Kulshreshtha, S., C. Grant, B. Amiro, K. Ominski, G. Legesse, and A. Alemu. 2017. Economic and greenhouse gas emission impacts of doubling of forage area in Manitoba, Canada. Canadian Journal of Soil Science 97: 487 – 496.
As part of a project led from the University of Saskatchewan, Martin Scanlon, Food & Human Nutritional Sciences, was co-author on two papers. The project funded by Canada Bread, NSERC and the Saskatchewan Agriculture Development Fund is investigating the effect of salt reduction on dough handling properties. Health Canada is recommending reduction in the amount of sodium in baked goods in order to reduce the incidence of hypertension in Canada. For the baking industry, one implication of salt reduction is issues during processing. These papers indicate that doughs made from different Canadian varieties respond differently to reductions in salt content in the dough formulation:
Yovchev, A.G., Briggs, C., Stone, A.K., Hucl, P., Nickerson, M.T. and Scanlon, M.G. (2017). Effect of salt reduction on dough handling and the bread making quality of Canadian Western Red Spring wheat varieties. Cereal Chemistry, 94, 752-759.
Yovchev, A.G., Briggs, C.E., Stone, A.K., Scanlon, M.G., Tyler, R.T., Hucl, P.J. and Nickerson, M.T. (2017). Interrelationships of flour and dough properties under reduced salt level conditions. Cereal Chemistry, 94, 760-769.
Amiro, B.D., M. Tenuta, M. Gervais, A. Glenn, and X. Gao. 2017. A decade of carbon flux measurements with annual and perennial crop rotations on the Canadian Prairies. Agricultural and Forest Meteorology 247:491-502.
Alemu, A.W., B.D. Amiro, S. Bittman, D. MacDonald, and K.H. Ominski. 2017. Greenhouse gas emissions of forage-based beef cow-calf operations: A whole-farm analysis of 295 Canadian farms. Agricultural Systems 151: 73-83.
IMPORTANT NOTE – There is now an AED (automated external defibrillator) device located near the front west entrance of the Agriculture Building across from Room 153. The location of the AED device is on record with the U of M Environment & Health Office and is registered with Heart & Stroke Canada.
Agriculture Building Fall and Winter Hours – Effective now to April 30, 2018, the Agriculture Building hours, including the Library Study Hall, will be: open Monday-Friday 7:30 am – 10:00 pm; Saturday and Sunday 8:00 am to 5:00 pm; Holidays – closed.
Volunteers Needed! The Bruce D. Campbell Farm and Food Discovery Centre needs some extra hands for Open Farm Day on September 17. Volunteer duties would include meeter/greeters, activity station staff, and parking assistants. Shifts can be half or full day. For more information or to secure your volunteer spot, contact Kristen Matwychuk at ffdc [at] umanitoba [dot] ca or call 204-883-2524.
Female Mentors Needed – Did you have mentors in your career and are ready to give back and become a mentor to early career women? Are you interested in furthering your professional network by joining other mentors with mentees at four fun evening events per year? The Faculty of Agricultural & Food Science has a newly formed mentorship program focused on pairing female students with female professionals in the sector. We are looking for professionals to contact us and express interest in becoming a mentor and contribute to the career development of the next generation of female professionals. Please contact Siobhan at siobhan [dot] maas [at] umanitoba [dot] ca with any questions or to sign up as a mentor. More details at http://news.umanitoba.ca/enhancing-career-development-through-mentoring/.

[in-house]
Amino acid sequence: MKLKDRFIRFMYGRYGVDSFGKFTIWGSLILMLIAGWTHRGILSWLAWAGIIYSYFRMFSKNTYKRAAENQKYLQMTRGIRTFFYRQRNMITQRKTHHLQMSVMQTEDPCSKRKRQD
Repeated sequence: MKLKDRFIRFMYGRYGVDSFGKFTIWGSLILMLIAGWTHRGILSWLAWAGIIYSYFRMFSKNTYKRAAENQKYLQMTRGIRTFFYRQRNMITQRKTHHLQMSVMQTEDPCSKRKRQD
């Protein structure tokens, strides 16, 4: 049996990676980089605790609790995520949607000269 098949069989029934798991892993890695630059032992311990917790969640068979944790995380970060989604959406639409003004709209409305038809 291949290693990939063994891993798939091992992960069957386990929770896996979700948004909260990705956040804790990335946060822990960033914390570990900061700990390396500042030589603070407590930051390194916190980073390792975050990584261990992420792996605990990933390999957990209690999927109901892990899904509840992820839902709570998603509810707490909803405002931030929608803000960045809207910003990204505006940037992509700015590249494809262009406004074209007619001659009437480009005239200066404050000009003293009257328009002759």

The Department of Animal Science is seeking applicants to be nominated for a Tier 2 Canada Research Chair, with a focus on Integrative Analyses for Sustainable Food Systems – http://umanitoba.ca/cgi-bin/human_resources/jobs/view.pl?posting_id=91498. Closing date is Friday, September 8.
This is a reminder that all U of M employees must take the Accessible Customer Service Training by November 1, 2017 to be in compliance with provincial government legislation. The online training module is approximately 35 minutes long and can be done at your own pace. Alternatively, you may sign up for in-person training through LOD. Read more at http://news.umanitoba.ca/accessible-customer-service-training-early-bird-prizes/.
Brass Nametags – The deadline for ordering brass name tags is Friday, September 15. The 1″ by 3″ nametag would have the University logo, your name and “Agricultural and Food Sciences” or your department name printed in black. They cost approximately $8-11 each. Please email crystal [dot] jorgenson [at] umanitoba [dot] ca your name, department name if applicable, whether you want a PIN or MAGNET fastener and your method of payment (FOAP or cash).
Biosecurity Zones – September 1 saw a gradual introduction of a series of biosecurity protocols designed to limit the transfer of pests into, out of and among the controlled growth environments on and off the University of Manitoba campus. These are standard research protocols that need to be introduced into the Department of Plant Science facilities. The first of these restricts public access to the four, west side greenhouses. Any questions, please contact Rob Visser, Greenhouse Manager, at 204-474-6065.
Imaging Workshops – Tee Research Institute in Oncology and Hematology are offering two training workshops “Microscopy, Optics and Imaging” on November 13-17 and “3D, Spectral Imaging” on November 20-24. To see the workshop and registration details, visit https://www.umanitoba.ca/institutes/manitoba_institute_cell_biology/MICB/Platforms/GCCRD_Training.html.
What are you doing after work on Fridays this winter? Come curl with us in Aggie Row Curling, a friendly and long-running league with folks from the Faculty and from Agriculture Canada. We play Friday afternoons at 4:30 at the Pembina Curling Club – close by and easy to get to. The season starts in October 6 and runs til March. No experience is necessary and all are welcome. Full time or half time curlers welcome. For more information contact Gaetane Tremblay at Tre [at] mts [dot] net.
Game Changer is back – this is the two-part competition open to all Manitobans (16 and older) who can identify problems with a global reach and find tangible solutions for them. Phase 1 is the idea submission stage, with the top 5 ideas receiving $500 – deadline is September 20. Phase 2 involves cross-functional teams developing solutions to the problems with the grand-prize winning team receiving $10,000. More details at http://news.umanitoba.ca/phase-one-of-game-changer-has-begun/.